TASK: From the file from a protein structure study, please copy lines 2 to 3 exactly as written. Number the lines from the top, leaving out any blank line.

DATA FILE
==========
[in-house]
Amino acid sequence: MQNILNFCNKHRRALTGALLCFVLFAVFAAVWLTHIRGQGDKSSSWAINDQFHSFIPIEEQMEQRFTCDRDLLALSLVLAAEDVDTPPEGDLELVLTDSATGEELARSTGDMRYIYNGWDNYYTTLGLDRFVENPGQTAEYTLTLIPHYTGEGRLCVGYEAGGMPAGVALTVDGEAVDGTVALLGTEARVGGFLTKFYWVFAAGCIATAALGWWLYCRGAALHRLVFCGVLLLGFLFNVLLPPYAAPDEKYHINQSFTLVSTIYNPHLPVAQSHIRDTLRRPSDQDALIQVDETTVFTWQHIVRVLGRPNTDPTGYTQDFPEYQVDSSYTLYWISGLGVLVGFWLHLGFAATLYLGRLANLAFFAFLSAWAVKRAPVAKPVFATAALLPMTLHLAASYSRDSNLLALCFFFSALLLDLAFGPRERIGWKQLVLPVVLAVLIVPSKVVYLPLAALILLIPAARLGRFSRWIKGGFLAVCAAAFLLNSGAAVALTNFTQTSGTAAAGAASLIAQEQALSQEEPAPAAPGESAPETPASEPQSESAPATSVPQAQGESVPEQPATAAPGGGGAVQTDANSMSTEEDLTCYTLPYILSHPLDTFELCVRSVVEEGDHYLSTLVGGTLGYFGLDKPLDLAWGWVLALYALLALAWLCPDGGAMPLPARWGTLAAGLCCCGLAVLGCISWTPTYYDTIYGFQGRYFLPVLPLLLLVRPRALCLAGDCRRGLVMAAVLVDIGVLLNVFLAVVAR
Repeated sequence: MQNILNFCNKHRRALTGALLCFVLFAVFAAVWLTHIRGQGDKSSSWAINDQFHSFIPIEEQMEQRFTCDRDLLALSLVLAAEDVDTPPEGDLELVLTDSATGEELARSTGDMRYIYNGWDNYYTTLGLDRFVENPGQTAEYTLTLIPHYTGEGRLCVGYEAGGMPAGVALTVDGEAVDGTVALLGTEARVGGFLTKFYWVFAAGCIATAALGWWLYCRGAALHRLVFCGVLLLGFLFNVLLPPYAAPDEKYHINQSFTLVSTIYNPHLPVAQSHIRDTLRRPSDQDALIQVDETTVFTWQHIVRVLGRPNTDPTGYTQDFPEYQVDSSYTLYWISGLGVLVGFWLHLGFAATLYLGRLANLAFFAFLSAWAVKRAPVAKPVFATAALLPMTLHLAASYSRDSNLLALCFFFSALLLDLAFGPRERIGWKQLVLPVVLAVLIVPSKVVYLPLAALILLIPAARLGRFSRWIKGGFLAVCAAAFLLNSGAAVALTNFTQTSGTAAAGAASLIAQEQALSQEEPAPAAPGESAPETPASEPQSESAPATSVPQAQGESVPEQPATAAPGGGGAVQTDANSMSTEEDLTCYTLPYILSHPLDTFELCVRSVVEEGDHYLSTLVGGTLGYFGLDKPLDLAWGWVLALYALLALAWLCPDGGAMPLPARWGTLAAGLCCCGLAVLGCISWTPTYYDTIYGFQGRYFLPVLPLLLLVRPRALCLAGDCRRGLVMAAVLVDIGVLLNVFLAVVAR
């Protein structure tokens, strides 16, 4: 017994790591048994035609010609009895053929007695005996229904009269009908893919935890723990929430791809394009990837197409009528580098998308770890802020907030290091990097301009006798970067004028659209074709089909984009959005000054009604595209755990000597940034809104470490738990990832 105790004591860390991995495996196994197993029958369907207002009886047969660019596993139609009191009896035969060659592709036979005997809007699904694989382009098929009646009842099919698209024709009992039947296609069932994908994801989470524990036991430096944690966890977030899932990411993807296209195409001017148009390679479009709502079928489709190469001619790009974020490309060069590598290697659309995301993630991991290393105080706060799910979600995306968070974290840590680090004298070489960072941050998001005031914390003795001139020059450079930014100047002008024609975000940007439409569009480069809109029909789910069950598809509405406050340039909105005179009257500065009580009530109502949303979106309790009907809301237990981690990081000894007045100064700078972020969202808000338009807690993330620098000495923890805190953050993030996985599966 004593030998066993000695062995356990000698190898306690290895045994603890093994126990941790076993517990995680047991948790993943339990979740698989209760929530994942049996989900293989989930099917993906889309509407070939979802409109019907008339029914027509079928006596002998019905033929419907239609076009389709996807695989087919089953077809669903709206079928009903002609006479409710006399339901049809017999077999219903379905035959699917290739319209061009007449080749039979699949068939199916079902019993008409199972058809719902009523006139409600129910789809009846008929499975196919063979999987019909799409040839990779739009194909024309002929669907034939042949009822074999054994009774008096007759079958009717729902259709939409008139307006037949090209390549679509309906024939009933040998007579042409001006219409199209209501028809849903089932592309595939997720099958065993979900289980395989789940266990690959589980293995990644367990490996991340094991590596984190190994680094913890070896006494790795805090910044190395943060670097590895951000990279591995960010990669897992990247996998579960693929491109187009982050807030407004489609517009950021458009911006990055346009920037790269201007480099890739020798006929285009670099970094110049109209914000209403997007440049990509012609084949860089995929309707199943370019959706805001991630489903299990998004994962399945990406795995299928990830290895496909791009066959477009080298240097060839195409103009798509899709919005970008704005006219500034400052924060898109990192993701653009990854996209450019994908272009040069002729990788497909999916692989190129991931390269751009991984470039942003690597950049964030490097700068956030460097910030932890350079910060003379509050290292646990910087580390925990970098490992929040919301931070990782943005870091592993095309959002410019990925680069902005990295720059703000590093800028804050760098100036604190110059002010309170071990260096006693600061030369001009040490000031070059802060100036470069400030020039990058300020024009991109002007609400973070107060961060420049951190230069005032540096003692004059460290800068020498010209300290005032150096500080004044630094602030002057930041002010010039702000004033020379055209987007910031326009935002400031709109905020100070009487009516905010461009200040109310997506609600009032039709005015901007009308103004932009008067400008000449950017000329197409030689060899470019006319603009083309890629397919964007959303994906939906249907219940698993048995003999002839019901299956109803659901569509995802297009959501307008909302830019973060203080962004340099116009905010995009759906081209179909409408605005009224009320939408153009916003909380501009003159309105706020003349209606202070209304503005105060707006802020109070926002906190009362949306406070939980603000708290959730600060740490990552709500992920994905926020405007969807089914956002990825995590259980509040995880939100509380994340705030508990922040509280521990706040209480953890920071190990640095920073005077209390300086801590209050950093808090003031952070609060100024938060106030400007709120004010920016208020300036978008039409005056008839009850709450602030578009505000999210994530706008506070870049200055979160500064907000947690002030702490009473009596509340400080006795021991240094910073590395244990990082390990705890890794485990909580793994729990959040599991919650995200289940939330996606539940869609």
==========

Amino acid sequence: MQNILNFCNKHRRALTGALLCFVLFAVFAAVWLTHIRGQGDKSSSWAINDQFHSFIPIEEQMEQRFTCDRDLLALSLVLAAEDVDTPPEGDLELVLTDSATGEELARSTGDMRYIYNGWDNYYTTLGLDRFVENPGQTAEYTLTLIPHYTGEGRLCVGYEAGGMPAGVALTVDGEAVDGTVALLGTEARVGGFLTKFYWVFAAGCIATAALGWWLYCRGAALHRLVFCGVLLLGFLFNVLLPPYAAPDEKYHINQSFTLVSTIYNPHLPVAQSHIRDTLRRPSDQDALIQVDETTVFTWQHIVRVLGRPNTDPTGYTQDFPEYQVDSSYTLYWISGLGVLVGFWLHLGFAATLYLGRLANLAFFAFLSAWAVKRAPVAKPVFATAALLPMTLHLAASYSRDSNLLALCFFFSALLLDLAFGPRERIGWKQLVLPVVLAVLIVPSKVVYLPLAALILLIPAARLGRFSRWIKGGFLAVCAAAFLLNSGAAVALTNFTQTSGTAAAGAASLIAQEQALSQEEPAPAAPGESAPETPASEPQSESAPATSVPQAQGESVPEQPATAAPGGGGAVQTDANSMSTEEDLTCYTLPYILSHPLDTFELCVRSVVEEGDHYLSTLVGGTLGYFGLDKPLDLAWGWVLALYALLALAWLCPDGGAMPLPARWGTLAAGLCCCGLAVLGCISWTPTYYDTIYGFQGRYFLPVLPLLLLVRPRALCLAGDCRRGLVMAAVLVDIGVLLNVFLAVVAR
Repeated sequence: MQNILNFCNKHRRALTGALLCFVLFAVFAAVWLTHIRGQGDKSSSWAINDQFHSFIPIEEQMEQRFTCDRDLLALSLVLAAEDVDTPPEGDLELVLTDSATGEELARSTGDMRYIYNGWDNYYTTLGLDRFVENPGQTAEYTLTLIPHYTGEGRLCVGYEAGGMPAGVALTVDGEAVDGTVALLGTEARVGGFLTKFYWVFAAGCIATAALGWWLYCRGAALHRLVFCGVLLLGFLFNVLLPPYAAPDEKYHINQSFTLVSTIYNPHLPVAQSHIRDTLRRPSDQDALIQVDETTVFTWQHIVRVLGRPNTDPTGYTQDFPEYQVDSSYTLYWISGLGVLVGFWLHLGFAATLYLGRLANLAFFAFLSAWAVKRAPVAKPVFATAALLPMTLHLAASYSRDSNLLALCFFFSALLLDLAFGPRERIGWKQLVLPVVLAVLIVPSKVVYLPLAALILLIPAARLGRFSRWIKGGFLAVCAAAFLLNSGAAVALTNFTQTSGTAAAGAASLIAQEQALSQEEPAPAAPGESAPETPASEPQSESAPATSVPQAQGESVPEQPATAAPGGGGAVQTDANSMSTEEDLTCYTLPYILSHPLDTFELCVRSVVEEGDHYLSTLVGGTLGYFGLDKPLDLAWGWVLALYALLALAWLCPDGGAMPLPARWGTLAAGLCCCGLAVLGCISWTPTYYDTIYGFQGRYFLPVLPLLLLVRPRALCLAGDCRRGLVMAAVLVDIGVLLNVFLAVVAR